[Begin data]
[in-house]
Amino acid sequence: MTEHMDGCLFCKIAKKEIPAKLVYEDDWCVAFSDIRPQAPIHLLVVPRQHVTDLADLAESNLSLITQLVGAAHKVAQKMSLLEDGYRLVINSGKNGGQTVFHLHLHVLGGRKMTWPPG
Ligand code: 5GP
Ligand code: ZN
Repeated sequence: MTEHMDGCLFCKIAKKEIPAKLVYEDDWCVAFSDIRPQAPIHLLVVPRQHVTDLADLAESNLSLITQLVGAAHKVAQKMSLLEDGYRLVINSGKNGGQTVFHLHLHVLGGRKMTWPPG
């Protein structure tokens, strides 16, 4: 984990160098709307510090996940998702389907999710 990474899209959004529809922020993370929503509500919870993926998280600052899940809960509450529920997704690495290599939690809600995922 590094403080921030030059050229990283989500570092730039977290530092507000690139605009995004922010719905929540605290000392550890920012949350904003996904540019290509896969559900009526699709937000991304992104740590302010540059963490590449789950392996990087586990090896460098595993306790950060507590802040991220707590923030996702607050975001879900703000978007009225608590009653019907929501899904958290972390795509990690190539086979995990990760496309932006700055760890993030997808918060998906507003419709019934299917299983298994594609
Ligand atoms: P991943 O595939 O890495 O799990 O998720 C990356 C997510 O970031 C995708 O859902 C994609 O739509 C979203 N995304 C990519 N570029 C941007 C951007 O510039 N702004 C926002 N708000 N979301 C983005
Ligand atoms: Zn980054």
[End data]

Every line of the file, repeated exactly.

[in-house]
Amino acid sequence: MTEHMDGCLFCKIAKKEIPAKLVYEDDWCVAFSDIRPQAPIHLLVVPRQHVTDLADLAESNLSLITQLVGAAHKVAQKMSLLEDGYRLVINSGKNGGQTVFHLHLHVLGGRKMTWPPG
Ligand code: 5GP
Ligand code: ZN
Repeated sequence: MTEHMDGCLFCKIAKKEIPAKLVYEDDWCVAFSDIRPQAPIHLLVVPRQHVTDLADLAESNLSLITQLVGAAHKVAQKMSLLEDGYRLVINSGKNGGQTVFHLHLHVLGGRKMTWPPG
């Protein structure tokens, strides 16, 4: 984990160098709307510090996940998702389907999710 990474899209959004529809922020993370929503509500919870993926998280600052899940809960509450529920997704690495290599939690809600995922 590094403080921030030059050229990283989500570092730039977290530092507000690139605009995004922010719905929540605290000392550890920012949350904003996904540019290509896969559900009526699709937000991304992104740590302010540059963490590449789950392996990087586990090896460098595993306790950060507590802040991220707590923030996702607050975001879900703000978007009225608590009653019907929501899904958290972390795509990690190539086979995990990760496309932006700055760890993030997808918060998906507003419709019934299917299983298994594609
Ligand atoms: P991943 O595939 O890495 O799990 O998720 C990356 C997510 O970031 C995708 O859902 C994609 O739509 C979203 N995304 C990519 N570029 C941007 C951007 O510039 N702004 C926002 N708000 N979301 C983005
Ligand atoms: Zn980054």